especially if you are the only one.

Ok, I just completely changed this post after re-reading it a few days after the fact.  My first few weeks of being in Mongolia have been *amazing,* mostly because I did not expect to encounter so many wonderful, inspiring people so quickly and be welcomed with open arms.  It has been quite humbling.  But I must admit, also, that in the first days of a long-anticipated new trip or adventure, you walk around as if in a wide-eyed, rose-colored stupor.  I had been eager to head to Mongolia for so long, that when I got here and so many things just fell into place, I was ecstatic and a little naive (but thats ok!!).  I suppose I might have initially overlooked some of the more negative aspects.

My original post was then the result of my first wake-up call of living here again.  This country has undergone a lot of rapid economic development and changes in the last years, and there have been some definite turns for the worse as a result.  My first ‘culture shock’ started when I encountered a woman at the showing of the Vagina Monologues (first ever in Mongolia and was AMAZING) on the weekend.  She was not Mongolian and told me that in her 7-months of living in UB, she had been punched in the face twice by men on the street.  Just randomly, because she was there.  Walked up to her and socked her.  I asked around and heard similar stories from multiple women, all talking about random acts of being kicked or punched. 

Rapid development has left a lot of people in the dust in Mongolia, especially men.  With women being on average more highly educated than men and with the lack of opportunities, many men have been turning to Russia’s greatest contribution to Mongolia, vodka, to soothe their problems.  So, at anytime of the day or night, you can see men taking shots, drunkenly walking, swaying, and singing down the street.  And these men very frequently act out their frustrations on women.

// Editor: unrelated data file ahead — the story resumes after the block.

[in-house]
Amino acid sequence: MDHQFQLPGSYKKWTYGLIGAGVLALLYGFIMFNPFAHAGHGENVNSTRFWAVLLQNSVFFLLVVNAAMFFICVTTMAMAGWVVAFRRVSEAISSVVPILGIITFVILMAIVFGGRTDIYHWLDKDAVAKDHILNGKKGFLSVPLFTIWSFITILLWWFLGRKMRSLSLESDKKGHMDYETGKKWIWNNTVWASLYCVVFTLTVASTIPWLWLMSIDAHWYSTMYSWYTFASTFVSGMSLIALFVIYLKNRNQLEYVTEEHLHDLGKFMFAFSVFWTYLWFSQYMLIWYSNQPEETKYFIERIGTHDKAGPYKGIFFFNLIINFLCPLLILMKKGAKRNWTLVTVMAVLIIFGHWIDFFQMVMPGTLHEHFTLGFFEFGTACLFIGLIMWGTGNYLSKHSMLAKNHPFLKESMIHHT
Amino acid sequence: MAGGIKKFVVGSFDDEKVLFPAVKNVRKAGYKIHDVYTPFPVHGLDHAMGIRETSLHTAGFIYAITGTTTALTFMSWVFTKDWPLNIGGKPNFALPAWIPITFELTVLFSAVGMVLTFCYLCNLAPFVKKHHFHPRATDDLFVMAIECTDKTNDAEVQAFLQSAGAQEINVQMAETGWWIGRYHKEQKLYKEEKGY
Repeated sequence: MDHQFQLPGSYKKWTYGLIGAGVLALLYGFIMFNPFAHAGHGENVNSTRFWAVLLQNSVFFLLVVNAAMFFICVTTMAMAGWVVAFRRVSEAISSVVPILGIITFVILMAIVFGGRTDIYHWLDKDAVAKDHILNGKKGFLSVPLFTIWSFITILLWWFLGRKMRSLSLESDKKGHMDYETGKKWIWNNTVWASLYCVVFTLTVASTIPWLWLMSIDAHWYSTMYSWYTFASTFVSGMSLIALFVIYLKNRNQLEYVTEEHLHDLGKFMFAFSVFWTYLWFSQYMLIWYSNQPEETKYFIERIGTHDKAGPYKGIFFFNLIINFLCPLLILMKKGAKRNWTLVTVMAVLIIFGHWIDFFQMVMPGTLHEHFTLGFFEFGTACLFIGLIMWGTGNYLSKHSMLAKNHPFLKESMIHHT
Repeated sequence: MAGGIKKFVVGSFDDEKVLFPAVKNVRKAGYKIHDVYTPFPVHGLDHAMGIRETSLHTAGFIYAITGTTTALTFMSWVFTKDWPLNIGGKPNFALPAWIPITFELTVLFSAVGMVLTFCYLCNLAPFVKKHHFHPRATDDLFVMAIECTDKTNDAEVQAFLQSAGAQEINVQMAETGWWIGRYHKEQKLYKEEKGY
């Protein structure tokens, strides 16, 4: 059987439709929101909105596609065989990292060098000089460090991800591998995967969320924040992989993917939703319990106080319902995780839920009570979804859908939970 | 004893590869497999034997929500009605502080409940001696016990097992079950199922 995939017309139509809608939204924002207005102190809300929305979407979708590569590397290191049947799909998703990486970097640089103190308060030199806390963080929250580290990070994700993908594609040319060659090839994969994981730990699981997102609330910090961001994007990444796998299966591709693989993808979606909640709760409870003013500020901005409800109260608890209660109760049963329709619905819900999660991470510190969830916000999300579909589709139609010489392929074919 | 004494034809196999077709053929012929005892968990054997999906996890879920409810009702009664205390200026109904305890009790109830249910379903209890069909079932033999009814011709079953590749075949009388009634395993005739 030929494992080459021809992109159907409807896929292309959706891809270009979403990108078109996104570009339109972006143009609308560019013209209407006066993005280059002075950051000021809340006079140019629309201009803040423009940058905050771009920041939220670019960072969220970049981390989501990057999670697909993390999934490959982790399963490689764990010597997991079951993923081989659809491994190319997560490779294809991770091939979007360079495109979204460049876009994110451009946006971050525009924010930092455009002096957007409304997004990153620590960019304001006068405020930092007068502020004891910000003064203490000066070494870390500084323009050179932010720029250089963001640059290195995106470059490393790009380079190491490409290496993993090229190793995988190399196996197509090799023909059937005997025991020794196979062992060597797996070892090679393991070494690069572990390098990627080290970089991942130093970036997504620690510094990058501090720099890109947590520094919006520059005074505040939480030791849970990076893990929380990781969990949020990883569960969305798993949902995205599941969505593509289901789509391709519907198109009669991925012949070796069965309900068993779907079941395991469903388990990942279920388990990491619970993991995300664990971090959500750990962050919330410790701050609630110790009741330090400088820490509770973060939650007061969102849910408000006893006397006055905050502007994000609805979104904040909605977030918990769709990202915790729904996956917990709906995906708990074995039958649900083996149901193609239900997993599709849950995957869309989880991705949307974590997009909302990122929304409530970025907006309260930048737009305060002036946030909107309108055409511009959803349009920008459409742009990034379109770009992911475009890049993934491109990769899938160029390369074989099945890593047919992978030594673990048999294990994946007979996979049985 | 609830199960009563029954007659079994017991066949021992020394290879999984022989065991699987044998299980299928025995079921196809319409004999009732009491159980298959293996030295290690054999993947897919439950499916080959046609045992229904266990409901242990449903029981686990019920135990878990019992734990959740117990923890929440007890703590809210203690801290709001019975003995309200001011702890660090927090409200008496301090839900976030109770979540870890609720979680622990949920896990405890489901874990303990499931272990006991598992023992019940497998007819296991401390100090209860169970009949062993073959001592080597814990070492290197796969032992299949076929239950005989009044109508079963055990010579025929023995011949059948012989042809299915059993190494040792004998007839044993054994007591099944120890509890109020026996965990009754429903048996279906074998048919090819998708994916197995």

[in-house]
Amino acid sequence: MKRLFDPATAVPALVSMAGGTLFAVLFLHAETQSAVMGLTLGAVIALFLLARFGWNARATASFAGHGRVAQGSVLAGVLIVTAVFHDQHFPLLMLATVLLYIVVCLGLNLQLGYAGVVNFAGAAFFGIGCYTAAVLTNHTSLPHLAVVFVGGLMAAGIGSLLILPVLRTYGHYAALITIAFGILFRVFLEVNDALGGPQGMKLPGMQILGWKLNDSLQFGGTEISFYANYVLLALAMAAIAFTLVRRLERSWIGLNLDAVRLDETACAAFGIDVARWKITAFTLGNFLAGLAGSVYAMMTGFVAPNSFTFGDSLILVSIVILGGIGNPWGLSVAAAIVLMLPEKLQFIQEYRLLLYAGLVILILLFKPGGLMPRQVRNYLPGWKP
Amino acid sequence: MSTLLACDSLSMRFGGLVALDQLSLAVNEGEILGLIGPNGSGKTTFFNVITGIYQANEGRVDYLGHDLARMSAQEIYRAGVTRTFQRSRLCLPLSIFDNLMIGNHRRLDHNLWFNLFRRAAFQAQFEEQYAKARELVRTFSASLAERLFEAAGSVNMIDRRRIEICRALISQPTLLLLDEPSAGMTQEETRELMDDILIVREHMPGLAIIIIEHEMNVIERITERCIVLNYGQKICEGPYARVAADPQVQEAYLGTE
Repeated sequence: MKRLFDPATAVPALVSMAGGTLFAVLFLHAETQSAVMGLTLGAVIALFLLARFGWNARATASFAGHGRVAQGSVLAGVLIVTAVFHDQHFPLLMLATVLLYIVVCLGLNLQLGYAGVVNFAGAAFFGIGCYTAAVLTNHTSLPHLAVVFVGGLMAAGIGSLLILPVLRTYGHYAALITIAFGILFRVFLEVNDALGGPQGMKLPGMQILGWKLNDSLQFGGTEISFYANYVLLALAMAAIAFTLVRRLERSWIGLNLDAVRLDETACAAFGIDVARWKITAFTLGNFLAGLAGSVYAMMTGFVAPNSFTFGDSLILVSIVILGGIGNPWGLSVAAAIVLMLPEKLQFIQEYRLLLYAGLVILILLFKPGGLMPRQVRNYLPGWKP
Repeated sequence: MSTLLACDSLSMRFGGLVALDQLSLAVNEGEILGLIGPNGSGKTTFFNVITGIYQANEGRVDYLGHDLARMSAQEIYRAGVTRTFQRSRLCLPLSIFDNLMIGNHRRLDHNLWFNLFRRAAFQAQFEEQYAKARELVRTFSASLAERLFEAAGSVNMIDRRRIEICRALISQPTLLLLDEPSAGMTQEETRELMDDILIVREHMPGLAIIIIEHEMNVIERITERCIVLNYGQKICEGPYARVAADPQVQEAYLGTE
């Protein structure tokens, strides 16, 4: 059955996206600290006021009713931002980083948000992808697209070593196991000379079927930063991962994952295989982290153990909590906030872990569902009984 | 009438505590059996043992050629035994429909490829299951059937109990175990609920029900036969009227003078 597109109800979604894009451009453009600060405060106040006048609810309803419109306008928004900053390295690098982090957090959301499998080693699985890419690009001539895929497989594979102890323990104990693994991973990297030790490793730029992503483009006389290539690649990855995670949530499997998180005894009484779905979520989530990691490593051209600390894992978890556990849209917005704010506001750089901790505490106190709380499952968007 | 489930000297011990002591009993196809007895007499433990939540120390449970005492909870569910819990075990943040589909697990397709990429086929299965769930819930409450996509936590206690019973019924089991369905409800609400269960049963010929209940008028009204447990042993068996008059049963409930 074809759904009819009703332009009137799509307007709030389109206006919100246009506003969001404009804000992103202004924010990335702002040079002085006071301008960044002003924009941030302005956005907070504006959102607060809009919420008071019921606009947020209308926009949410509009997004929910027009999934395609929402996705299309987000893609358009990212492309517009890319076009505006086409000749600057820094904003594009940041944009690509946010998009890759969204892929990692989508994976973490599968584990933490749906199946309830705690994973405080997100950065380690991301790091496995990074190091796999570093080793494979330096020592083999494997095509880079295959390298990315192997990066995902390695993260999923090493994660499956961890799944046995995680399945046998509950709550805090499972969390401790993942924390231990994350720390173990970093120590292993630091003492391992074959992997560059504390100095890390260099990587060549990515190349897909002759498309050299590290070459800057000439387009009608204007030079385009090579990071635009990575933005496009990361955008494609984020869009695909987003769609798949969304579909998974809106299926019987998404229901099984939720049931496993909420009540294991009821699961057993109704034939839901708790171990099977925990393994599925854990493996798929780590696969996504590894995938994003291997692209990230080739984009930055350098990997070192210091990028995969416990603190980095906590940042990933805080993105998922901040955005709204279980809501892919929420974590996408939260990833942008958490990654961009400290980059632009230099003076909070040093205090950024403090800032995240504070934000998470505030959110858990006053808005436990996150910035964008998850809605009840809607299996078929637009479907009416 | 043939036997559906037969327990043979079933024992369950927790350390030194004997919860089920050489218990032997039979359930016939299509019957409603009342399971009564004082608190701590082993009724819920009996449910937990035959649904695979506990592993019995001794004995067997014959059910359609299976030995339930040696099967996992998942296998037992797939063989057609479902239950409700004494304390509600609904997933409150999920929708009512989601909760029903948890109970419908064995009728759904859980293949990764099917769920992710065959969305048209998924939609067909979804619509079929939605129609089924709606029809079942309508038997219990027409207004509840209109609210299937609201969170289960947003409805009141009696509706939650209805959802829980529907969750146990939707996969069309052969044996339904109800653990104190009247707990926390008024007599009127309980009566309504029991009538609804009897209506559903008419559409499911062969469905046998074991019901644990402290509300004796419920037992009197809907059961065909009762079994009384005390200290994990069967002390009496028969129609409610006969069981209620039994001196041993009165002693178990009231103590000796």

So, I guess my first ‘culture shock’ came when I found myself at an expat bar surrounded by professional-looking people in business suits who worked for offshoot organizations of places like the IMF and WHO, trying to explain to people the importance of feminist discourse and why coal-mining is not exactly ‘great’ for nomads, and I realized that I was veryveryveryvery far away from Berlin.    And after all these warnings and stories, I was at a loss for what I should do to get home that night.  I tried getting taxis, but all the people that stopped were groups of men in cars who wanted to take a lady, and I got incredibly frustrated.  I half-ran home.  And collapsed on my couch with homesickness for Berlin where I have many friends who share my ideals and where I feel most comfortable.  I guess I just generally felt at loss as to how to navigate being a white Western-educated feminist woman in a place where my being ‘white’ throws me into a social milieu I do not necessarily want, where being ‘educated’ makes people assume I have money and treat me as such (including try to rip me off), and where being an independent woman can have it’s reprecutions.

I am alright now -although the safety at night issue has not gone away- and suppose being surrounded by new people who might not necessarily share my general viewpoint of the world and politics might be a good exercise.  I have to learn to convince people of the importance of feminist discourse and women’s issues in a world where that has been ‘done.’  That ship has sailed, so to speak.  But, of course, it hasn’t and that is what I need to learn to argue well to all types of people. 

Burning Kitchen – Pretty Shitty City